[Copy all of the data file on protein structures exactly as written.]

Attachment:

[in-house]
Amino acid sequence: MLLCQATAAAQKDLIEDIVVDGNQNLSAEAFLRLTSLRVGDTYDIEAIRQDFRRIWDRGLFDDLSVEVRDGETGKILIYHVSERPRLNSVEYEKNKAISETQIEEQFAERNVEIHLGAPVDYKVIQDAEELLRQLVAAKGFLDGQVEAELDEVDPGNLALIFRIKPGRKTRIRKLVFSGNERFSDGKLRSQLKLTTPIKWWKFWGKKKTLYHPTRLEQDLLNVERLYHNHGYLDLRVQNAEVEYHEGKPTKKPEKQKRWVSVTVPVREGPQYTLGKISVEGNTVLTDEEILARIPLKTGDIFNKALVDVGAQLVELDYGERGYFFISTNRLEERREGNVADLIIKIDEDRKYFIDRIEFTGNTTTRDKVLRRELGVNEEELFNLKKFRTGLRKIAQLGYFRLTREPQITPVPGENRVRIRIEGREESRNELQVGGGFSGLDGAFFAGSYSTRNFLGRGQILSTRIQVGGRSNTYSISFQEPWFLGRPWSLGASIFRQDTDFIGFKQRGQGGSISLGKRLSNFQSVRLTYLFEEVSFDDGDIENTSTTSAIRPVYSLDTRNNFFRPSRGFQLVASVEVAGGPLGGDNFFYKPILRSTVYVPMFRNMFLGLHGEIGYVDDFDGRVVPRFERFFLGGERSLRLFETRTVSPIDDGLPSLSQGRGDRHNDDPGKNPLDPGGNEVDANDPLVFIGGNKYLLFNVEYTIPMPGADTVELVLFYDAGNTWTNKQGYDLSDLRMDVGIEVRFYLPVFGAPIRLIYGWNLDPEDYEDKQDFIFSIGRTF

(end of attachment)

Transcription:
[in-house]
Amino acid sequence: MLLCQATAAAQKDLIEDIVVDGNQNLSAEAFLRLTSLRVGDTYDIEAIRQDFRRIWDRGLFDDLSVEVRDGETGKILIYHVSERPRLNSVEYEKNKAISETQIEEQFAERNVEIHLGAPVDYKVIQDAEELLRQLVAAKGFLDGQVEAELDEVDPGNLALIFRIKPGRKTRIRKLVFSGNERFSDGKLRSQLKLTTPIKWWKFWGKKKTLYHPTRLEQDLLNVERLYHNHGYLDLRVQNAEVEYHEGKPTKKPEKQKRWVSVTVPVREGPQYTLGKISVEGNTVLTDEEILARIPLKTGDIFNKALVDVGAQLVELDYGERGYFFISTNRLEERREGNVADLIIKIDEDRKYFIDRIEFTGNTTTRDKVLRRELGVNEEELFNLKKFRTGLRKIAQLGYFRLTREPQITPVPGENRVRIRIEGREESRNELQVGGGFSGLDGAFFAGSYSTRNFLGRGQILSTRIQVGGRSNTYSISFQEPWFLGRPWSLGASIFRQDTDFIGFKQRGQGGSISLGKRLSNFQSVRLTYLFEEVSFDDGDIENTSTTSAIRPVYSLDTRNNFFRPSRGFQLVASVEVAGGPLGGDNFFYKPILRSTVYVPMFRNMFLGLHGEIGYVDDFDGRVVPRFERFFLGGERSLRLFETRTVSPIDDGLPSLSQGRGDRHNDDPGKNPLDPGGNEVDANDPLVFIGGNKYLLFNVEYTIPMPGADTVELVLFYDAGNTWTNKQGYDLSDLRMDVGIEVRFYLPVFGAPIRLIYGWNLDPEDYEDKQDFIFSIGRTF